Anyone remember this gem (for the link-wary, it’s the trailer to the 2001 film Antitrust)? This book is basically that movie, 10-15 years later. They’re both entertaining, just not incredibly sophisticated. It’s amusing that a film based on this book is now set to be released in April 2017, because though The Circle is technically an original property, it reads like a watered-down reboot of a great many superior predecessors. I’ve gotta think that made it really attractive to Hollywood: it’s digestible and familiar, but isn’t obviously a remake or franchise installment.
The axes of technology, totalitarianism, human impressionability, and social pressure have driven a great number of science fiction classics (and future classics.) I’m not sure if it’s fair to The Circle that I’m so far failing to review it without separating it from the great many things it reminds me of, just because there is so much parallel thinking that is bound to happen in future-tech speculative fiction. But there are, as an example, episodes of Black Mirror that came after The Circle but managed to cover similar topics in a more compelling and intelligent way. So even where Eggers isn’t rehashing classic tropes, he’s still not exploring his own ideas to their full potential.
The problem at the root of The Circle is that there is no one to care about or root for. The protagonist, Mae, is as flat a character as I’ve encountered in some time. I honestly can’t think of anything to say about her. In my most charitable interpretation of Mae’s complete lack of presence, I’ll posit that this *may* be a statement from Eggers on how the Circle consumes humans and spits out corporate automatons.
The supporting characters aren’t any better. The guy who is meant to be Mae’s foil, the voice of reason against the Circle’s creeping monopoly on society itself, is so insufferable that I was almost driven to root for Mae simply to spite him. He may be — he is — completely correct, but he’s a pompous mansplainer and about one impassioned monologue away from becoming the messiah figure of his own luddite cult. Mae’s supposed best friend, Annie, is either absent or passive aggressive and antagonistic in that “I’m just joking, love ya bitch!” way that is rather cliche for men writing women. Like we all love each other despite being catty, and not just that… we’re actually genuinely supportive of our best friends.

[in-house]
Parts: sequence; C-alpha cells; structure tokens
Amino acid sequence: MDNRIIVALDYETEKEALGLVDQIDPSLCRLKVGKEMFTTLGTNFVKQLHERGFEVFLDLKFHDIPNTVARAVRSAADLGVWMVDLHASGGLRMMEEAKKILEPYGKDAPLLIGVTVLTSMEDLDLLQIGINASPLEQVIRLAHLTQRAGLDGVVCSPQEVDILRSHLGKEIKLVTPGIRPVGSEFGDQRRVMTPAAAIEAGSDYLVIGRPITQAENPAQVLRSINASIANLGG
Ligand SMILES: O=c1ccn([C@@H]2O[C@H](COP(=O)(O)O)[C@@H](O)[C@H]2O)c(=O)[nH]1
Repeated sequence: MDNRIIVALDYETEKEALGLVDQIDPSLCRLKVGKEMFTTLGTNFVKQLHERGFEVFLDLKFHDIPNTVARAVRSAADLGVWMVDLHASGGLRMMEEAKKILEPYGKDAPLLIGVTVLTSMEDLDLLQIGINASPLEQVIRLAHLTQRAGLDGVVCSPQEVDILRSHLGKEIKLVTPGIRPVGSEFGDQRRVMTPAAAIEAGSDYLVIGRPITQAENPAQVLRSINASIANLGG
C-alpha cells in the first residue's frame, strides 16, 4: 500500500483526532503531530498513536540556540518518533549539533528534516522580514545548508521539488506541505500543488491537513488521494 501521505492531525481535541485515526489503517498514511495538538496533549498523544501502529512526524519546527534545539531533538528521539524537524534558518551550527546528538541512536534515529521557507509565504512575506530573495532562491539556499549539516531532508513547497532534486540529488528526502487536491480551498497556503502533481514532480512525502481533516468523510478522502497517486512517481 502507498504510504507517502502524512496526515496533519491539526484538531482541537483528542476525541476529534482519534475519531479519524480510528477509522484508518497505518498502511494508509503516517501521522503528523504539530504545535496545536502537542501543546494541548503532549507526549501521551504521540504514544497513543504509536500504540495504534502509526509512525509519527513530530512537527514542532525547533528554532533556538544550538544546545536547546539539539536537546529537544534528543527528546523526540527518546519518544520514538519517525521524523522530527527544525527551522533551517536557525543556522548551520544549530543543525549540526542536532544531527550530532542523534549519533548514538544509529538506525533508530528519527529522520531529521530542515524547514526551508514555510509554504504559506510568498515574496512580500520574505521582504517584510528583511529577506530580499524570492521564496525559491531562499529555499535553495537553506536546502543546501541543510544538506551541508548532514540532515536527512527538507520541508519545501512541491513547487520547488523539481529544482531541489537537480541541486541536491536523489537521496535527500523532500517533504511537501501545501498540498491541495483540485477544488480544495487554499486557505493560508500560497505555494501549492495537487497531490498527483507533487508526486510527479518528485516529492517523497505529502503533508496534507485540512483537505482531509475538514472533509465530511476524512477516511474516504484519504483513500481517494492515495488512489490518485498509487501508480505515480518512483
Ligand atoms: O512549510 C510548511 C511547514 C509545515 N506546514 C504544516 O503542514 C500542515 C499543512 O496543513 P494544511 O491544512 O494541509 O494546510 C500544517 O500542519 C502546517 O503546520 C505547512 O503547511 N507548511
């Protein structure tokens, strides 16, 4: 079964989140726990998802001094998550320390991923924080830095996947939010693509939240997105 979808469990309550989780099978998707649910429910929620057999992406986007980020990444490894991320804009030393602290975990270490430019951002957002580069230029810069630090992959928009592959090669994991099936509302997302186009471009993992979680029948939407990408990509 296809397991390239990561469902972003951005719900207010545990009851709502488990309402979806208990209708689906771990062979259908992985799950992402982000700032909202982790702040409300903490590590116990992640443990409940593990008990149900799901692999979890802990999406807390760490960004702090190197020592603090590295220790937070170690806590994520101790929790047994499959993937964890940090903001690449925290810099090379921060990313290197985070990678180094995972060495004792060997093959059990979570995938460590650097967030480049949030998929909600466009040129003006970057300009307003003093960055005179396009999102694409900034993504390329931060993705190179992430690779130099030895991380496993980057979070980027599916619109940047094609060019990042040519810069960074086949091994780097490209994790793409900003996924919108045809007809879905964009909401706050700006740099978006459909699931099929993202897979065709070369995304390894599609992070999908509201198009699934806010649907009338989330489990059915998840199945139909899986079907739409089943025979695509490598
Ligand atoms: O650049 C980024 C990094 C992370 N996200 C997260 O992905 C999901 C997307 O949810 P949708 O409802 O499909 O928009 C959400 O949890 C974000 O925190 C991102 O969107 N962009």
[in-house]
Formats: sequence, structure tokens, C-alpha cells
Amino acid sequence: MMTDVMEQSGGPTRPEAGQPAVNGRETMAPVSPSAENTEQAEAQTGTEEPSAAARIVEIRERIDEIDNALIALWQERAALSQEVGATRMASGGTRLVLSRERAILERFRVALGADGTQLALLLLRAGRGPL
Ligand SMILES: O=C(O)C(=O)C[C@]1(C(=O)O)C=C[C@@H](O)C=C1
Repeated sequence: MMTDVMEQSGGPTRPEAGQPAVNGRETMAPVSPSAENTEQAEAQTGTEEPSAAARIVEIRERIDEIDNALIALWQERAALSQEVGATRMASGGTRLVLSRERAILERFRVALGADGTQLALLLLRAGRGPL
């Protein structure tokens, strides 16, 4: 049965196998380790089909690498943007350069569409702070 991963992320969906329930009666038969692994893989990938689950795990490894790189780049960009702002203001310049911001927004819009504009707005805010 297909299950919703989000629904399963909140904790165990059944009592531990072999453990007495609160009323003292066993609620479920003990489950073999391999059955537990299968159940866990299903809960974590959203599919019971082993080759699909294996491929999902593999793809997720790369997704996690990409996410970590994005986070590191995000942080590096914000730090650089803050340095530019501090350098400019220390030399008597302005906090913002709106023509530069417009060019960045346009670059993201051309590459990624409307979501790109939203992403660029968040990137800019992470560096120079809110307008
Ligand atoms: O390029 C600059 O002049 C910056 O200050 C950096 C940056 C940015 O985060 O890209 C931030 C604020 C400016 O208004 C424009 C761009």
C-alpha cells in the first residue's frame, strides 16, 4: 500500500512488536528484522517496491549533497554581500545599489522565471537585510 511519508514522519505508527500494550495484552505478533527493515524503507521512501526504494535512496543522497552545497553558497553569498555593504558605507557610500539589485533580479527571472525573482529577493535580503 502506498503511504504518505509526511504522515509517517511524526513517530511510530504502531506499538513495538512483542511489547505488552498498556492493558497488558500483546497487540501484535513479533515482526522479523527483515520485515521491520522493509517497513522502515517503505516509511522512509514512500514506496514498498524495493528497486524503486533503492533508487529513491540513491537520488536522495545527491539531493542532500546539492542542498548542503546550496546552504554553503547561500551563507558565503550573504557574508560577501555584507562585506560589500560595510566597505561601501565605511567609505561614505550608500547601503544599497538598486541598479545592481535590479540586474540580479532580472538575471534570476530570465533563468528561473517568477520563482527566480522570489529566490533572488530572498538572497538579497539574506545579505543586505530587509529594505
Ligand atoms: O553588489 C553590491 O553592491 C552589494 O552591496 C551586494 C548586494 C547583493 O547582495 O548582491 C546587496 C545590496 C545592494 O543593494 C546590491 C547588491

Ultimately, though I read The Circle really quickly, I just think it contributes nothing substantive to its subgenre that isn’t better explored by other properties, both older and newer. The characters are nothing and the plot, for all that it was the only thing that redeemed the book by not dragging, ends up going essentially nowhere. It’s maybe meant to be a gut-punch of an ending
that the Circle wins
but I only care about that so far as it affects the people I care about in this fictional universe, and the number of those people is zero. Just read 1984 or watch Black Mirror instead.